As cities grow more crowded, built environments are increasingly a dear commodity for all of us. For artists, their careers are also at stake in the never ending quest for space. On January 25, at San Francisco Art Institute (SFAI), Creative Capital will lead a conversation between artists who are addressing community, gentrification, and displacement through their art practice. These artists—Sharon Bridgforth, Ben Beres (from SuttonBeresCuller), Liz Glynn and Maria del Carmen Montoya (from Ghana ThinkTank)—are using architecture, community organizing and real estate to creatively push how we think about the built environment. The panel discussion, moderated by Moy Eng, Executive Director of Community Arts Stabilization Trust (CAST), is the second in our series of discussions called Creative Conversations, and is co-presented with SFAI.
We will livestream the conversation (RSVP here) from 7-9pm PST on Wednesday, January 25, and take questions from Twitter. Use the hashtag #CreativeConvos, #GutRehab or our handle @creativecap to follow along. In the meantime, read on to learn more about the presenting artists.
Based in the East Bay, Sharon Bridgforth has made it her mission to create and leave space in neighborhoods where space is being taken away. Through her Creative Capital project dat Black Mermaid Man Lady/Home, she has acquired a home, which will act as a temporary performing arts center that will host installations, oracle card readings, concerts, house parties and other events. At the end of the project, Sharon will gift the home to an emerging artist in the area.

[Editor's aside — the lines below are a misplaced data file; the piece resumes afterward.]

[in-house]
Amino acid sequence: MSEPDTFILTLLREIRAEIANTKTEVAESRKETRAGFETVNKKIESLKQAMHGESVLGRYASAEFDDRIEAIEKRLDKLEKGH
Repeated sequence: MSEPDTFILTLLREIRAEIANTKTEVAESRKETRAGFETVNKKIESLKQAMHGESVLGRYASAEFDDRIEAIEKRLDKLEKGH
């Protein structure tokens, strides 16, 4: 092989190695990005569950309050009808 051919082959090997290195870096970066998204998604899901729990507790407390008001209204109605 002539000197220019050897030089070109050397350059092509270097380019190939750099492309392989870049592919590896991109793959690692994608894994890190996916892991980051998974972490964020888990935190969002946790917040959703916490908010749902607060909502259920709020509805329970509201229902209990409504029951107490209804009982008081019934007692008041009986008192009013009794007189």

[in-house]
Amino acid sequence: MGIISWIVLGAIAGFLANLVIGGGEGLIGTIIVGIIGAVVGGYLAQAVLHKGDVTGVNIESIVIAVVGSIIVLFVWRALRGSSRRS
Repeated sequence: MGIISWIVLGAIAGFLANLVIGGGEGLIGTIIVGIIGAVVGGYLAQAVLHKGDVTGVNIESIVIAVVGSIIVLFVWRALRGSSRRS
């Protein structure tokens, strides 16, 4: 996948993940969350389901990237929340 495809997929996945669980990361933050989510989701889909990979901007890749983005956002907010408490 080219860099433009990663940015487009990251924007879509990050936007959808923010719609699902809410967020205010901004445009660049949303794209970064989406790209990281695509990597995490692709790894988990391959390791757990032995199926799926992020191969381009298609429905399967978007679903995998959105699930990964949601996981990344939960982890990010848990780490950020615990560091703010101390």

Maria del Carmen Montoya is part of the collaborative Ghana ThinkTank, which cheekily claims to “develop the first world” by collective “first” world problems and outsourcing solutions to the “developing” world. Most recently, they invited a group of Moroccans to address American social isolation. The think tank decided that it was neighborhood urban planning that led to stunted growth of communities. With that in mind, Ghana ThinkTank has begun partnering with Detroit organizations to bring the Islamic Riad building style in the form of an affordable land trust that resists real estate speculation. Their Creative Capital project, American Riad, has already begun construction.
Ben Beres is one of three members that make up SuttonBeresCuller, a collective of artists who experiment with the architectural realm. For their Creative Capital project, Mini Mart City Park, they have purchased an abandoned gas station in Seattle to repurpose it into a community-focused center with a convenient store aesthetic.
Liz Glynn specializes in large-scalle installations. In a 2010 work entitled III, she repurposed shipping palettes to create a sort of ziggurat overlooking East LA. Her Creative Capital project, Gol[den], takes the concept even further as she will build a site between Los Angeles and Las Vegas that is experiencing growing income equality. With Nero’s Golden House in mind, she will create a space for durational performances that will mine the relationship between power and pleasure.